January is one of the toughest months of the year — and not just because the weather can be cold, gray and treacherous. What makes it tough are the resolutions. “Spend more time with family.” “Cut back on calories.” “Finish the bathroom renovation.” Fortunately, you can make resolutions anytime. Many people who helped with the recent election told me their resolution to get involved — even if it was simply by voting in the mid-terms — was triggered by something other than a date on the calendar.
For some, the decision came after the Electoral College produced a presidential campaign result that didn’t reflect the popular vote. Others stepped forward when the Affordable Care Act came under attack. For some it was the stories (or personal experience) of increased voter suppression, workplace discrimination, or anti-Semitic and racial slurs. Gun violence, state budget woes, refugee horror stories, threatened relaxation of clean air and auto emission standards, lobbyists appointed to lead federal agencies, and the #MeToo movement got people involved.
If you postponed making a resolution on Jan. 1, it’s not too late. Make one related to your standing as a citizen of Ridgefield, of Connecticut, of the United States, and it may be easier to keep than you imagine. In 2019, Ridgefielders will go to the polls on Nov. 5. No, 2019 isn’t “the big one,” but one new volunteer started helping in 2017 because doing so provided “training wheels” for 2018, when seats for state and national office were at stake. That volunteer was one of many who stepped up, and the results speak for themselves.
2019 is an important local election year. There will be 25 contests, including for first selectman, town treasurer, and seats on all the elected boards. All this may seem too much to comprehend right now, but just like cutting calories by eating one less snack, you only have to do it one small commitment at a time.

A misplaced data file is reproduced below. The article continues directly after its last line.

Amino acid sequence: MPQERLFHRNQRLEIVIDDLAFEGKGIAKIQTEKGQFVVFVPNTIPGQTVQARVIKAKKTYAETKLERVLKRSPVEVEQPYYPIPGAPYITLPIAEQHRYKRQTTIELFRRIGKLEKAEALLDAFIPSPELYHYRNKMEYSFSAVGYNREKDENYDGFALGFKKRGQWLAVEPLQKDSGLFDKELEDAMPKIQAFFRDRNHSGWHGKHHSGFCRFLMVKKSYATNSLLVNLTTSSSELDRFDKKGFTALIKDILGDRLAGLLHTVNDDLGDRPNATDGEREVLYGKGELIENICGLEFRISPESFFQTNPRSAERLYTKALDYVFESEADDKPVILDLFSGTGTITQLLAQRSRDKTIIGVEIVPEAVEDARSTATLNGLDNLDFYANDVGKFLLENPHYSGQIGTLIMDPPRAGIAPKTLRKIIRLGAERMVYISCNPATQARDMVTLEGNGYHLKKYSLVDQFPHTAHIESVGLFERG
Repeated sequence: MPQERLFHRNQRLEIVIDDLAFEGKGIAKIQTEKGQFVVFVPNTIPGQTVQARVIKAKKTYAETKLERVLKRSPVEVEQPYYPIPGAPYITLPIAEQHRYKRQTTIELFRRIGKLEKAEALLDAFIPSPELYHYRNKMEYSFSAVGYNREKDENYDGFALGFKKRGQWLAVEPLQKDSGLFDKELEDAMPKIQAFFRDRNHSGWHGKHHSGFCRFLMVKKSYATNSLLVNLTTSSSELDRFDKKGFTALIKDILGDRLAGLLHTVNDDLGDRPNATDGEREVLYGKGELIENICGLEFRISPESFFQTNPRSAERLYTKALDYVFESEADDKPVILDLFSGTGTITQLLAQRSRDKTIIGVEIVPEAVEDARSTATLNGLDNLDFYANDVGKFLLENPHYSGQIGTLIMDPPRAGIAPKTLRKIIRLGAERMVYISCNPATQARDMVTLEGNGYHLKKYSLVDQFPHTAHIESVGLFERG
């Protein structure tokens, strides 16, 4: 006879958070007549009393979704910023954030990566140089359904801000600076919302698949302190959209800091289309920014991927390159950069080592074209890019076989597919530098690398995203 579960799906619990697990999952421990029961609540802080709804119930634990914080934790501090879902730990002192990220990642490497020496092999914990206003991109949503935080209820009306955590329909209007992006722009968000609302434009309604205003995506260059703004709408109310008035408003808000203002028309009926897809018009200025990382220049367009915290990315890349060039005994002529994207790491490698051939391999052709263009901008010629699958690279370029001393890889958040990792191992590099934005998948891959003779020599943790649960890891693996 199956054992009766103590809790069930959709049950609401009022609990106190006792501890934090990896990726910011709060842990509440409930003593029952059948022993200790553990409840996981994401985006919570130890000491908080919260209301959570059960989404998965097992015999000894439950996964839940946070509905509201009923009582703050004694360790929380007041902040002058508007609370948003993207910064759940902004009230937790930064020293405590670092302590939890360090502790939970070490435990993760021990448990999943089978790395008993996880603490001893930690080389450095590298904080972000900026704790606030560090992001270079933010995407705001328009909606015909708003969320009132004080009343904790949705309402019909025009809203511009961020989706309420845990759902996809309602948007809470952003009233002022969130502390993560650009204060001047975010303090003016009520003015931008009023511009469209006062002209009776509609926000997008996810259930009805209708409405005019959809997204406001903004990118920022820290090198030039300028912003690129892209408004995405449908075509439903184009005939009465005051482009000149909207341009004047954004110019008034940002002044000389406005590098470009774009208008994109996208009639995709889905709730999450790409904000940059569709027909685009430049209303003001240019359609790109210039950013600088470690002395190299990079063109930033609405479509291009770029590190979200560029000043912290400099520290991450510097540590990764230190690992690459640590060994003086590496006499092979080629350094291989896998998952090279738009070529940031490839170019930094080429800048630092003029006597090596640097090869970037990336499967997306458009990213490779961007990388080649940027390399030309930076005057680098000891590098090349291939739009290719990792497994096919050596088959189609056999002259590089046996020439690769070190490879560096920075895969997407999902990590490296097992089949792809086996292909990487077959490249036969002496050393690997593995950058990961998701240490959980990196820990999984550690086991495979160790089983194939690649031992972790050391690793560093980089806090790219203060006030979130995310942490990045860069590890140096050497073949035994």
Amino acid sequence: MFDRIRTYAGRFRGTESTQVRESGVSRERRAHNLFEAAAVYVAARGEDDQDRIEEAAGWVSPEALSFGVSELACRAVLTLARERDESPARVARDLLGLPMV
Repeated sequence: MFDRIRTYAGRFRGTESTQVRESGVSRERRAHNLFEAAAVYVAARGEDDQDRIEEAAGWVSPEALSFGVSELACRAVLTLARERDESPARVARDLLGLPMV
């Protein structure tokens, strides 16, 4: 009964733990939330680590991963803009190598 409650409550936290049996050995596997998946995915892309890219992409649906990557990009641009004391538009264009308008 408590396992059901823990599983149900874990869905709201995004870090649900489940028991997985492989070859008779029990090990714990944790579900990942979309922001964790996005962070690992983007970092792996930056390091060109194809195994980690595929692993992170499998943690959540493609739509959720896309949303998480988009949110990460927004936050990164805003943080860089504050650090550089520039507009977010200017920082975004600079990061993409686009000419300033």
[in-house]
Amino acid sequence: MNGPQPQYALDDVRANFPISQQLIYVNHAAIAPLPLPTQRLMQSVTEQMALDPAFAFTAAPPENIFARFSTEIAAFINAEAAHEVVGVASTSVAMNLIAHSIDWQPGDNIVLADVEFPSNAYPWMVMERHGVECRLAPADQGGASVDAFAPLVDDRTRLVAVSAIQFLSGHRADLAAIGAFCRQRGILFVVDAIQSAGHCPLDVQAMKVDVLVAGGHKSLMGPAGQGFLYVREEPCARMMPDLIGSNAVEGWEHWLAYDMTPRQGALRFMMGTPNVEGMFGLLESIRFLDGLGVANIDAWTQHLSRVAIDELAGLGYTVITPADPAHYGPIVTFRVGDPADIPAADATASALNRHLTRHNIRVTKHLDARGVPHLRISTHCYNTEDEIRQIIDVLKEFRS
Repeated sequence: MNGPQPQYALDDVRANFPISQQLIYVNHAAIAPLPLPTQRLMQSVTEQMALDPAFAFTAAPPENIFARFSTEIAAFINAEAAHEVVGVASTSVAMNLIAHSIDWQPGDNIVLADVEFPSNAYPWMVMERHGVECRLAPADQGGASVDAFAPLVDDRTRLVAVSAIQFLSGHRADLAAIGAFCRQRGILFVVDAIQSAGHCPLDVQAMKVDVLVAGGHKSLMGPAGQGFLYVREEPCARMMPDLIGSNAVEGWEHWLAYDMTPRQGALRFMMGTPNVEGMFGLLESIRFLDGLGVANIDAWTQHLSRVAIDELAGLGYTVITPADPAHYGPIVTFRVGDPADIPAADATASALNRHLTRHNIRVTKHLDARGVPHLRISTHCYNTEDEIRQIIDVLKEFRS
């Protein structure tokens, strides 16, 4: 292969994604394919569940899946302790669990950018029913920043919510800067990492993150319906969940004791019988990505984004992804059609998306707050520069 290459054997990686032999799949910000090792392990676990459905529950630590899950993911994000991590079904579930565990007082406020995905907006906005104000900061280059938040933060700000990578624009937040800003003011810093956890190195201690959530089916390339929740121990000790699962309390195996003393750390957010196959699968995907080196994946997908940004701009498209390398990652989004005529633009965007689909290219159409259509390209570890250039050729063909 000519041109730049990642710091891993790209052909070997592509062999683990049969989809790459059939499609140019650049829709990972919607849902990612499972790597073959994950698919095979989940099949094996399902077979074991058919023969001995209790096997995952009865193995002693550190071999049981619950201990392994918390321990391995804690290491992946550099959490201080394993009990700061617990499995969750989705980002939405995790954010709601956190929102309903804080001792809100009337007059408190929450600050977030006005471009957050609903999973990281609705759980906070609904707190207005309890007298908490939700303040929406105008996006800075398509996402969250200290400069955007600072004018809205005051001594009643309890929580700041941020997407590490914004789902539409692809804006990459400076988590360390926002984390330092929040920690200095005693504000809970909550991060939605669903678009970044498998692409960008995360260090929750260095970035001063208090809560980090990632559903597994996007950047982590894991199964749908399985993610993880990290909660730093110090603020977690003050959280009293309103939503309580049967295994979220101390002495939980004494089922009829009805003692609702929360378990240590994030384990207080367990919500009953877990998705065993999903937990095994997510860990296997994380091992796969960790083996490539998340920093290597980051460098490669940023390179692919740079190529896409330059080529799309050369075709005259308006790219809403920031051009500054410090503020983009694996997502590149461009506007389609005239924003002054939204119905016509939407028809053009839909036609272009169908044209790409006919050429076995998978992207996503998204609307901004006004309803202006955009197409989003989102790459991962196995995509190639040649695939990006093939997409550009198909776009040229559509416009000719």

Maybe start by attending the next public meeting of a town board, commission or committee whose activities interest you. You’ll find schedules and agendas at the town website (ridgefieldct.org/boards). In doing so, you’ll gain a whole new understanding of and appreciation for our elected officials’ responsibilities (and maybe a welcome break from the tedium of another dreary winter day).
I invite you to join us at one of the Ridgefield Democratic Town Committee meetings, all of which are open to the public. (Visit the DTC website ridgefielddems.net for a calendar of meetings and events.) You may simply want to observe how we conduct our business, but we hope you’ll be engaged and decide to get involved — helping to recruit, interview or elect candidates; perhaps even seeking to be nominated for an elected or appointed position.
Grassroots involvement drove election results in 2018. Decisions made by town boards and commissions about mill rates, budgets, zoning, etc. affect your daily life. So, get involved now and your resolution is likely to have a positive impact on you and our community.
Aimee Berger-Girvalo is vice chair of the Ridgefield Democratic Town Committee, which provides this column.